State lines

Road software. The Maine Transportation Department is using geospatial software to replace the state's integrated highway database.

The new system from Exor Corp. of Fairfax, Va., provides linear referencing and a spatial network hub designed to let Maine DOT integrate data from other systems and make it available to users of its enterprise data warehouse. The Network Manager and Spatial Data Manager modules of Highways software from Exor replace the department's legacy database.

The department's systems management division will use the system to maintain a database of 22,669 miles of public roads throughout the state. In late 2003, the department started using the software to manage and query its highway inventory database of 71,141 anchor section records and 29,073 routes on six route systems. The system lets users query and update any asset record.

Network and asset geography are integrated into the database so systems management staff need to edit each record only once. The software keeps spatial, linear referencing and attribute information synchronized.

Lab sharing. The New York City Health and Mental Hygiene Department is integrating laboratory data from a variety of systems within the city's Health Department.

The department is using Smarte software from Metatomix Inc. of Boston to enable disparate systems, such as the Electronic Clinical Laboratory Reporting System and the Universal Reporting Form, to share data more easily without replacing or modifying legacy systems.

With the Smarte application, the department will be able to automatically aggregate and integrate data across all systems, formats and groups, plus add new data systems. It supports messaging standards that the federal Health and Human Services Department has adopted, and it meets requirements of the Health Information Portability and Accountability Act. New York health IT managers can aggregate the numerous databases they manage into a unified, bi-directional message and data translation hub that supports numerous formats.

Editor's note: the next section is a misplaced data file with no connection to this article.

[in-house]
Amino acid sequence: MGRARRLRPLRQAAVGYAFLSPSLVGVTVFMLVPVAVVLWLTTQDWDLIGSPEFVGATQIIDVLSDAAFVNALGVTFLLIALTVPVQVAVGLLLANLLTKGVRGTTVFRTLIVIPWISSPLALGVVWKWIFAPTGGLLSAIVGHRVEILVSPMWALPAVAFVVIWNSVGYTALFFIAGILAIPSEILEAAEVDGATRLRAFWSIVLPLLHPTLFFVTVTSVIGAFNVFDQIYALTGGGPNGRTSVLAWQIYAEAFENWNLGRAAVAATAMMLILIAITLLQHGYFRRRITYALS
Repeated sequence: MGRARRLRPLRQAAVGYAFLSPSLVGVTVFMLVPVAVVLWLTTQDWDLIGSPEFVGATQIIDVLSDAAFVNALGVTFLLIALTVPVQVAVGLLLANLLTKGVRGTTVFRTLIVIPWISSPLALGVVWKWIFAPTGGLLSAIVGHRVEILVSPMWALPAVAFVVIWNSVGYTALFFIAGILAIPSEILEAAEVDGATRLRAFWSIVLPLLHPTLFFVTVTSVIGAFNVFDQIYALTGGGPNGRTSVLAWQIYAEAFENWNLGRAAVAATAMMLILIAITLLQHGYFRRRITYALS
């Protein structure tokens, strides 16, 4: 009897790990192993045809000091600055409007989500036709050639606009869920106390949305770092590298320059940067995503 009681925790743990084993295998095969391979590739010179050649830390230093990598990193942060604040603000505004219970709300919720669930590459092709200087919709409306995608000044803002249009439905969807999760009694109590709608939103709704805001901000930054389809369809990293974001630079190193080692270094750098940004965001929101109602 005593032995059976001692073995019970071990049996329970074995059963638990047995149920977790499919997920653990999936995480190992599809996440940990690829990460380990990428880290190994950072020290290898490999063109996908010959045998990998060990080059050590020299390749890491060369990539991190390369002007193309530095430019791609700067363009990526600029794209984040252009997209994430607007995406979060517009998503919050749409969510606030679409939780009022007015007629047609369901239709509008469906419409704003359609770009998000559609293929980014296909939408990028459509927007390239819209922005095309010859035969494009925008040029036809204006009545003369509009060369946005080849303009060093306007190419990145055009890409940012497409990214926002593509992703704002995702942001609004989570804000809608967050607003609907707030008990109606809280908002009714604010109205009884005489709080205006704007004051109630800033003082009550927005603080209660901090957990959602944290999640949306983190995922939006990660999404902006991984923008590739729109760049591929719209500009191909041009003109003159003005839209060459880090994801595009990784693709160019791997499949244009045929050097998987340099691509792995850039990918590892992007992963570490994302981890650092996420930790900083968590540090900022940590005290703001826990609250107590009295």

Driver verification. The Maryland Motor Vehicle Administration awarded a contract to Intelli-Check Inc. for a statewide identification and document verification system to deter driver's license fraud.

The state will use software from the Woodbury, N.Y., company to verify the identity of driver's license applicants at all MVA offices. The system aims to thwart people using false out-of-state licenses and other fraudulent documents to obtain Maryland driver's licenses.

Five other states use Intelli-Check's identification verification system.

The company's identification verification software reads, analyses and verifies the encoded data in magnetic strips and bar codes on government-issued identification cards from about 60 jurisdictions in the United States and Canada.

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